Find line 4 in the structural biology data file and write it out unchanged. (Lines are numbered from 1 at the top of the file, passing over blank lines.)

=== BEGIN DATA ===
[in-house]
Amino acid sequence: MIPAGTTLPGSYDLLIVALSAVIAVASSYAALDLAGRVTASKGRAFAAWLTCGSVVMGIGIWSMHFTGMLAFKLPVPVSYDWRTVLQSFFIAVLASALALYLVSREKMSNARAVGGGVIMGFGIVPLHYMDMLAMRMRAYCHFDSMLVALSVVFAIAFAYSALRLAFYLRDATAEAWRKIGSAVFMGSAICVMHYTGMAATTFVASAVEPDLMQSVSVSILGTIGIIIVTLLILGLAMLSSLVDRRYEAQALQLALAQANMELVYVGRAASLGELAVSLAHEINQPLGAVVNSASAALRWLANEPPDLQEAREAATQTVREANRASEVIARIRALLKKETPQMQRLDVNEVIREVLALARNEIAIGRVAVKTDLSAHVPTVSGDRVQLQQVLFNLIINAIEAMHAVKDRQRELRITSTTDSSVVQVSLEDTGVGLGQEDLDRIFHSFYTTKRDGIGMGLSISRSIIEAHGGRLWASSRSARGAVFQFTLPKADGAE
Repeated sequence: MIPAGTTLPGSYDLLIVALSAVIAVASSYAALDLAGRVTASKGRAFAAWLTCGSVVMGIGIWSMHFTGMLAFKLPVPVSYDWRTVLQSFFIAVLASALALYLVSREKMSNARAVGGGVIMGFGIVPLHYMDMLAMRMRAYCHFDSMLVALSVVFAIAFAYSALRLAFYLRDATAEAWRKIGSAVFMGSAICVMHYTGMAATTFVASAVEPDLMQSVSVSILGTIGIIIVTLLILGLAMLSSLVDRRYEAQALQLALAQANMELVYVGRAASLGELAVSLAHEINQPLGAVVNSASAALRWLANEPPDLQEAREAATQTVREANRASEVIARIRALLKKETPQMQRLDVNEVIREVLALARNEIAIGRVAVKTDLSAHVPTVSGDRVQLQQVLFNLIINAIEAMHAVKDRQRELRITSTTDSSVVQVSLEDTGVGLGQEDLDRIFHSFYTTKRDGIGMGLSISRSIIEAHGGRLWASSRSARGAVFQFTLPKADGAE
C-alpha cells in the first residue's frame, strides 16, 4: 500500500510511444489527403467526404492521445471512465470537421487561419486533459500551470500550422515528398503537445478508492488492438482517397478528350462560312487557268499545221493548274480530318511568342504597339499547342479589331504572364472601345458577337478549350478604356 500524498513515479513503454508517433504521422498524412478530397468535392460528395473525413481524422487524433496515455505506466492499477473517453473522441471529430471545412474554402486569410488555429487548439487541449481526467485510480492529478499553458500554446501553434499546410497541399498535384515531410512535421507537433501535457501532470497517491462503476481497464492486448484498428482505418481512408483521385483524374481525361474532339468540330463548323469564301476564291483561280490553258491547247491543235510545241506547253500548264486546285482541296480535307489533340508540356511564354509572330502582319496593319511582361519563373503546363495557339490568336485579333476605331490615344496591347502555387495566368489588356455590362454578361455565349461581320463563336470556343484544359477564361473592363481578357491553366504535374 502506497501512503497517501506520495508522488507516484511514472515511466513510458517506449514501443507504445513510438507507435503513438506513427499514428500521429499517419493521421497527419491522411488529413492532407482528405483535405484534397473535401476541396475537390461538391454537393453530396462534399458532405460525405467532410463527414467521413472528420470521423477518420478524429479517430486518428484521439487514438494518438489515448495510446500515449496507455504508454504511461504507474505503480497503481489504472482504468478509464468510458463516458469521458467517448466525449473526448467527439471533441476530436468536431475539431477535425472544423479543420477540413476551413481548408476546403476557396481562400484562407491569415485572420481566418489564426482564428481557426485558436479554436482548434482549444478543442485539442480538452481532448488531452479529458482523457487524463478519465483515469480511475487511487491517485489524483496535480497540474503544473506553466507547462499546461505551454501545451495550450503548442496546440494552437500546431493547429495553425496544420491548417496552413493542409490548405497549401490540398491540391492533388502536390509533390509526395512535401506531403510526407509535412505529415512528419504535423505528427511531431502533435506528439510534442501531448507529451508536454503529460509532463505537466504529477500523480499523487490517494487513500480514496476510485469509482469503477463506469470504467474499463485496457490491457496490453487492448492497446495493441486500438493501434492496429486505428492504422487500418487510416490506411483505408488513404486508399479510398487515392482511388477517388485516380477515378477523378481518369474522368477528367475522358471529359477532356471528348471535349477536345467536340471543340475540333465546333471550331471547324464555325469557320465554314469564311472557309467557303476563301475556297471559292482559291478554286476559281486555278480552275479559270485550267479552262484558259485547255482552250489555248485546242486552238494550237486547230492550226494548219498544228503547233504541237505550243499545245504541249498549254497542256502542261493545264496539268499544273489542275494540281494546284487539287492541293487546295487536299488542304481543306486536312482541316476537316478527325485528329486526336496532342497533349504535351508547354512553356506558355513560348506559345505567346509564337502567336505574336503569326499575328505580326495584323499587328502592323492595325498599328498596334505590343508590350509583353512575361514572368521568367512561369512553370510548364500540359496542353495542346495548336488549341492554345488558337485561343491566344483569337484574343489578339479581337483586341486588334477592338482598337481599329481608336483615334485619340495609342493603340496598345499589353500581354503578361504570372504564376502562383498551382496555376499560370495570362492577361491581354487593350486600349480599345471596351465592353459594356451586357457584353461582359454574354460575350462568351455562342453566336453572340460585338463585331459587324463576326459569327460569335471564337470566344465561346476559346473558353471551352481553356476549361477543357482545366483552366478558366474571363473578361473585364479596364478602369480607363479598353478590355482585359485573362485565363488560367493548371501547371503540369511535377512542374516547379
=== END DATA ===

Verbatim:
C-alpha cells in the first residue's frame, strides 16, 4: 500500500510511444489527403467526404492521445471512465470537421487561419486533459500551470500550422515528398503537445478508492488492438482517397478528350462560312487557268499545221493548274480530318511568342504597339499547342479589331504572364472601345458577337478549350478604356 500524498513515479513503454508517433504521422498524412478530397468535392460528395473525413481524422487524433496515455505506466492499477473517453473522441471529430471545412474554402486569410488555429487548439487541449481526467485510480492529478499553458500554446501553434499546410497541399498535384515531410512535421507537433501535457501532470497517491462503476481497464492486448484498428482505418481512408483521385483524374481525361474532339468540330463548323469564301476564291483561280490553258491547247491543235510545241506547253500548264486546285482541296480535307489533340508540356511564354509572330502582319496593319511582361519563373503546363495557339490568336485579333476605331490615344496591347502555387495566368489588356455590362454578361455565349461581320463563336470556343484544359477564361473592363481578357491553366504535374 502506497501512503497517501506520495508522488507516484511514472515511466513510458517506449514501443507504445513510438507507435503513438506513427499514428500521429499517419493521421497527419491522411488529413492532407482528405483535405484534397473535401476541396475537390461538391454537393453530396462534399458532405460525405467532410463527414467521413472528420470521423477518420478524429479517430486518428484521439487514438494518438489515448495510446500515449496507455504508454504511461504507474505503480497503481489504472482504468478509464468510458463516458469521458467517448466525449473526448467527439471533441476530436468536431475539431477535425472544423479543420477540413476551413481548408476546403476557396481562400484562407491569415485572420481566418489564426482564428481557426485558436479554436482548434482549444478543442485539442480538452481532448488531452479529458482523457487524463478519465483515469480511475487511487491517485489524483496535480497540474503544473506553466507547462499546461505551454501545451495550450503548442496546440494552437500546431493547429495553425496544420491548417496552413493542409490548405497549401490540398491540391492533388502536390509533390509526395512535401506531403510526407509535412505529415512528419504535423505528427511531431502533435506528439510534442501531448507529451508536454503529460509532463505537466504529477500523480499523487490517494487513500480514496476510485469509482469503477463506469470504467474499463485496457490491457496490453487492448492497446495493441486500438493501434492496429486505428492504422487500418487510416490506411483505408488513404486508399479510398487515392482511388477517388485516380477515378477523378481518369474522368477528367475522358471529359477532356471528348471535349477536345467536340471543340475540333465546333471550331471547324464555325469557320465554314469564311472557309467557303476563301475556297471559292482559291478554286476559281486555278480552275479559270485550267479552262484558259485547255482552250489555248485546242486552238494550237486547230492550226494548219498544228503547233504541237505550243499545245504541249498549254497542256502542261493545264496539268499544273489542275494540281494546284487539287492541293487546295487536299488542304481543306486536312482541316476537316478527325485528329486526336496532342497533349504535351508547354512553356506558355513560348506559345505567346509564337502567336505574336503569326499575328505580326495584323499587328502592323492595325498599328498596334505590343508590350509583353512575361514572368521568367512561369512553370510548364500540359496542353495542346495548336488549341492554345488558337485561343491566344483569337484574343489578339479581337483586341486588334477592338482598337481599329481608336483615334485619340495609342493603340496598345499589353500581354503578361504570372504564376502562383498551382496555376499560370495570362492577361491581354487593350486600349480599345471596351465592353459594356451586357457584353461582359454574354460575350462568351455562342453566336453572340460585338463585331459587324463576326459569327460569335471564337470566344465561346476559346473558353471551352481553356476549361477543357482545366483552366478558366474571363473578361473585364479596364478602369480607363479598353478590355482585359485573362485565363488560367493548371501547371503540369511535377512542374516547379